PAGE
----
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Faith and Film: Theological Themes at the Cinema by Bryan P. Stone

October 9, 2015

FafThis book has theological; reflections on a great variety of films, notably 2001: A Space Odyssey, Jesus of Montreal, The Greatest Story Ever Told, The Last Temptation of Christ, Romero, One Flew Over the Cuckoo’s Nest, Phenomenon, Powder, E.T., Flatliners, Star Wars, The Mission, Babette’s Feast, Dead Man Walking and The Shawshank Redemption

There are discussion questions which could be used with groups such as my church’s monthly Compline and Film Night.

The trouble is that the author uses the Creed as a structure upon which to hang his various observations and his style is somewhat dense and overly theological at times. This means that he misses out of secular moments of transcendence.


A fundamental assumption of this book is that what is espe­cially needed within the Christian movement today is vigorous and sustained thinking about both the gospel and the world, about scrip­ture and human existence, about text and context. When we read the Bible but are not able to read the world, we risk reducing the gospel to either a weapon or a toy. In the first case, the gospel is hurled at the world like a spear, brandished like a sword, or wielded like a club. It is a clumsy and uninvited word—one that does not speak to us but merely stands over us and against us. It may sting, but it doesn’t heal. In the second case, the gospel is a plaything—an amusing distraction to be played with, fondled, and polished. It has no relevance or function in a world of corporate mergers, unem­ployment, and global commerce. It is little more than a topic on the Internet or a slogan on a bumper sticker. It answers questions few people are asking.

Linking Christian faith and theology with the arts is not some­thing entirely new, of course. Christians have enjoyed a rich history of leaning heavily on the arts in order to carry out the tasks of bearing witness to the Christian faith. Just think of the impressive cathedrals of the Middle Ages that attempted to express Christian truth through their stained glass, handsome murals, ornate ceilings, and soaring arches. Architecture, acoustics, the careful use of light and shadows, even the smell of incense—all these have served as media for the communication of the gospel.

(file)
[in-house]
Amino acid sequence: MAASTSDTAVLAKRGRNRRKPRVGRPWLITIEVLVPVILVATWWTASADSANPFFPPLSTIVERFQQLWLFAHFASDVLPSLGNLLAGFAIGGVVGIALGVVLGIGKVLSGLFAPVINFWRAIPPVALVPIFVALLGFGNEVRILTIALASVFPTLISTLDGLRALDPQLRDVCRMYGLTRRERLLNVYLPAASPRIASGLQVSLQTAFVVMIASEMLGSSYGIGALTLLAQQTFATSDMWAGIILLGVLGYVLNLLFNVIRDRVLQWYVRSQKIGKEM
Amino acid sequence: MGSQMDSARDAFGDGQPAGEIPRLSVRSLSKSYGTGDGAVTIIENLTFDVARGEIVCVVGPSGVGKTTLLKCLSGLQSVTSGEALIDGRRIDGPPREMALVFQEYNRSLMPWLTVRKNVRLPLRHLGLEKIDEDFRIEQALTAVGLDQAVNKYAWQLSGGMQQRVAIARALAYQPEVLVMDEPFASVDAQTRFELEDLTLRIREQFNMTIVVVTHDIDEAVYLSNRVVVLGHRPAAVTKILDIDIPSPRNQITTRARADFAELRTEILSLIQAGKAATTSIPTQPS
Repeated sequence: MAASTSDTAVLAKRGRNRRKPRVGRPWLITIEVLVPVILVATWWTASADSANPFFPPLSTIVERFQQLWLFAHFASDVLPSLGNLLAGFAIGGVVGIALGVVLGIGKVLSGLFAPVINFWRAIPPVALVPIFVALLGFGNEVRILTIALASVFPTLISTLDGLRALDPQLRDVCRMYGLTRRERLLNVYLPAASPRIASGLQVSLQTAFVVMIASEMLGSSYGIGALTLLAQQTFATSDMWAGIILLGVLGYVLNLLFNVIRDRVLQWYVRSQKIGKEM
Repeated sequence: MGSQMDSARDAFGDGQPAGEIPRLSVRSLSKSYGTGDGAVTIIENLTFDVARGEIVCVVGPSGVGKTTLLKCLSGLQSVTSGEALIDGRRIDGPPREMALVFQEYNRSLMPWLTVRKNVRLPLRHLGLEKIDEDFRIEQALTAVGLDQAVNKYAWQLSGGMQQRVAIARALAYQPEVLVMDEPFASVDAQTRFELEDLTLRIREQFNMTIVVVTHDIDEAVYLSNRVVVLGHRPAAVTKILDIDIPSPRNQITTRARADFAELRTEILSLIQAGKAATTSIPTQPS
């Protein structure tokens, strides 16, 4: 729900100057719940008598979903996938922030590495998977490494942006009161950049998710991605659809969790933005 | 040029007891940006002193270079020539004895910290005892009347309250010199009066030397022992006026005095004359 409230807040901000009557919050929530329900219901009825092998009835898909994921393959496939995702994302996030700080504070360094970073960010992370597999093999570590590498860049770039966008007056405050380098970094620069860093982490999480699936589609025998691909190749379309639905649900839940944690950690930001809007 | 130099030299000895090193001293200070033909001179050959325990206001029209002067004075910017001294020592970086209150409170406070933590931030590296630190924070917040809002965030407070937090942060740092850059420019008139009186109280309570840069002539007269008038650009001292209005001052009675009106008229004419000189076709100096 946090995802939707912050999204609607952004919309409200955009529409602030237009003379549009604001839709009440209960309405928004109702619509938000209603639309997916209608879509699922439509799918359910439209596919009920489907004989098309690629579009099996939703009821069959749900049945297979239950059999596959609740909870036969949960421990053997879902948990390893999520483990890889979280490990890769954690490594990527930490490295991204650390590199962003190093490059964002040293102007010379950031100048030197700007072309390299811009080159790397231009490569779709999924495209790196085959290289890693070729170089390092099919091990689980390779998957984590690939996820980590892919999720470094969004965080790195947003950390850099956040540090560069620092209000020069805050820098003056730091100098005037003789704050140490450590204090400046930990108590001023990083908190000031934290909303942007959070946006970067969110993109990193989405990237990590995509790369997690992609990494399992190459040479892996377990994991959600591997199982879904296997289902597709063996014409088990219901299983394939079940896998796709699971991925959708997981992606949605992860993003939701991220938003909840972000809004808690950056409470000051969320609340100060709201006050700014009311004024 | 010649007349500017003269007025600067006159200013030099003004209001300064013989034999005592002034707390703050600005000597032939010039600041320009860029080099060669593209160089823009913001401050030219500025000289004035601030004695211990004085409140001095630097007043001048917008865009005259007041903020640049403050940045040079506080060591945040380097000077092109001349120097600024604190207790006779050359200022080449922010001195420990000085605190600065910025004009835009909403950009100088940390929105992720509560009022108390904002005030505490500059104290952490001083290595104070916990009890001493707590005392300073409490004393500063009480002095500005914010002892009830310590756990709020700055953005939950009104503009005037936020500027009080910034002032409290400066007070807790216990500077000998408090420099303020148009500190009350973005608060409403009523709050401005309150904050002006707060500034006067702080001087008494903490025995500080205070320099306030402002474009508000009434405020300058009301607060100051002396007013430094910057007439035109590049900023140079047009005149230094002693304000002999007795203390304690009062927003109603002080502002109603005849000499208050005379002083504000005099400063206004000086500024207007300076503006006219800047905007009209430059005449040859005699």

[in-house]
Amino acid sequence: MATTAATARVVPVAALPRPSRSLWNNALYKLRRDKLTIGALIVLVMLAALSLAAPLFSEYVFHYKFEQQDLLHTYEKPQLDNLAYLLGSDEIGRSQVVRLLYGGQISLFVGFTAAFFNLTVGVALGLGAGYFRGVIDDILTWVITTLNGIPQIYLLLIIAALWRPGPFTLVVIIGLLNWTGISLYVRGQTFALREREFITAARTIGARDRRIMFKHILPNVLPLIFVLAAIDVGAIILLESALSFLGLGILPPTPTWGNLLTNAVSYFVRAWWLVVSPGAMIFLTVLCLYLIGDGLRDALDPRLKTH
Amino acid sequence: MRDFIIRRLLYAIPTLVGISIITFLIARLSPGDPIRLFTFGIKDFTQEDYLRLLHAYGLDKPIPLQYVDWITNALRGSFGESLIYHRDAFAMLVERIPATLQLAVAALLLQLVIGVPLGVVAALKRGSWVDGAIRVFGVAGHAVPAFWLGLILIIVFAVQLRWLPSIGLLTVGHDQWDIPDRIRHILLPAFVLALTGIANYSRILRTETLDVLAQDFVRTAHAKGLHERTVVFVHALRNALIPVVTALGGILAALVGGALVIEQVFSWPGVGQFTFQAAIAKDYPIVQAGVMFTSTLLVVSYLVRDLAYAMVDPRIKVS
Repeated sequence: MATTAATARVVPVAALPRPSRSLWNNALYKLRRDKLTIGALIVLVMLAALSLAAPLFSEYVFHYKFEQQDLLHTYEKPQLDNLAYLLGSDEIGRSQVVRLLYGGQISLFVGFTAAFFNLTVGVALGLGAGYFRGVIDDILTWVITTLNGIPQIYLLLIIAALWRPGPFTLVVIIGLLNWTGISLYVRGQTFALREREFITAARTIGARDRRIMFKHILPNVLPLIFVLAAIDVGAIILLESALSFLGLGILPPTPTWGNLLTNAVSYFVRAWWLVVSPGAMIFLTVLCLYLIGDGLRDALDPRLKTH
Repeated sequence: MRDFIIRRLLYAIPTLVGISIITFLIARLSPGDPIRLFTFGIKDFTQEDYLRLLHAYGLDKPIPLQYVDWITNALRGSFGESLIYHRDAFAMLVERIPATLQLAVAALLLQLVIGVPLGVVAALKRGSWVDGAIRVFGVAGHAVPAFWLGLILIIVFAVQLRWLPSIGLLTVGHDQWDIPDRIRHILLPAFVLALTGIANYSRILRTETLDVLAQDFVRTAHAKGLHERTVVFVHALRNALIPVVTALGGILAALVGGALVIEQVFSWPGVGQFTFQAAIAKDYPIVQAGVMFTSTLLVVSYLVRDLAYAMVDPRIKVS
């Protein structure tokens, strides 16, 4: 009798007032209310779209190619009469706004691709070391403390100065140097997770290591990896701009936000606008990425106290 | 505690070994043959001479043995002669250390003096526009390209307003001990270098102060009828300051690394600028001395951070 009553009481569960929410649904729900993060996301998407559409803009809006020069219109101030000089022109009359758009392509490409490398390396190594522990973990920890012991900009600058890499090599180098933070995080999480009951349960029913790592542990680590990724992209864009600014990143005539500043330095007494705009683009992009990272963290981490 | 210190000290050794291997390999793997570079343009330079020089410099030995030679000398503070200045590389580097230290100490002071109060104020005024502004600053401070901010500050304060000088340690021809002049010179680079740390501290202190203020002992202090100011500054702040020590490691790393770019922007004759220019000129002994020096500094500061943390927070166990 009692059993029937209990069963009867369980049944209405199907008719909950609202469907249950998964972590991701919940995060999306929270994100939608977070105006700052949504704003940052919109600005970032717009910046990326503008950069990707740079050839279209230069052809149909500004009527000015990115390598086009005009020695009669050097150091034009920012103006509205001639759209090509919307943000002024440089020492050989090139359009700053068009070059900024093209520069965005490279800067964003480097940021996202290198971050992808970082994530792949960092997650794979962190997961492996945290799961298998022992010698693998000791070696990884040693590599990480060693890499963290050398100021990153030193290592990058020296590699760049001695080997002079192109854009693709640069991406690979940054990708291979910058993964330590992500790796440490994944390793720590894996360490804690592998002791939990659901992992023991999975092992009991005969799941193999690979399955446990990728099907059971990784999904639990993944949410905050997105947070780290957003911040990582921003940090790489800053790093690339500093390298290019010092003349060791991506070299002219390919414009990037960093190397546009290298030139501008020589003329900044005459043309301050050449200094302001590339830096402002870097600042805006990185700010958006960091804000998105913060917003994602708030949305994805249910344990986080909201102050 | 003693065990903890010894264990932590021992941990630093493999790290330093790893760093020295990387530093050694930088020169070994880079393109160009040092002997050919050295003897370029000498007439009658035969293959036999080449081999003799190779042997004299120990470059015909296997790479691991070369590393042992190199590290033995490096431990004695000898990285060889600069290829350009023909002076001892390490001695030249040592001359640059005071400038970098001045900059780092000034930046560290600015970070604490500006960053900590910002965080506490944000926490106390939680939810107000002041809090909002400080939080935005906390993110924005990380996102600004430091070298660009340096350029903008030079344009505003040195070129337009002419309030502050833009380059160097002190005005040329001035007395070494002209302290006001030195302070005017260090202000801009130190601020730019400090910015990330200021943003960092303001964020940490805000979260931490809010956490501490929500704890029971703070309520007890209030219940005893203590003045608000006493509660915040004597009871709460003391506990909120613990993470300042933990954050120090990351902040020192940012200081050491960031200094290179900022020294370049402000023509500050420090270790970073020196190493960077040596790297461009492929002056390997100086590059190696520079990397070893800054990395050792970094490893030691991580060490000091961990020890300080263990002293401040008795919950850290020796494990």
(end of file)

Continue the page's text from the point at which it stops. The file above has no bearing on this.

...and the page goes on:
But the role of the aesthetic has become diminished in the face of a rationalistic religion that reduced faith to dogma and truth to propositions. It would be no exaggeration to say that in recent cen­turies the printed word in theology has predominated over imagi­nation, drama, myth, pictures, and storytelling.And yet few, if any, of our most fundamental Christian convictions can be reduced to words on a printed page. There remains in human beings a deep hunger for images, sound, pictures, music, and myth. Film offers us a creative language—an imaginative language of movement and sound—that can bridge the gap between the sacred and the secular, the churl open fresh new windows on a very old gospel

I grew up in a conservative that it was wrong to go to the movies. The cinema was spelled s-i-n-ema

However difficult in practice it might be to maintain a consistent and thoroughgoing witness against the motion picture industry, we should be cautious about too easily dismissing such conservative Christian attitudes as simply quirky or fanatic. It may be that they, more than other Christian groups, were able to perceive accurately the awesome ability of film to shape our lives and culture. At least one of the things these Christians were saying was that it is naive to believe that film, either as an art form or a medium for communi­cation, is somehow unbiased. The cinema may function both as a mirror and as a window, but it is primarily a lens. We see only what the camera lets us see, and we hear only what the writer has scripted. Movies do not merely portray a world; they propagate a worldview.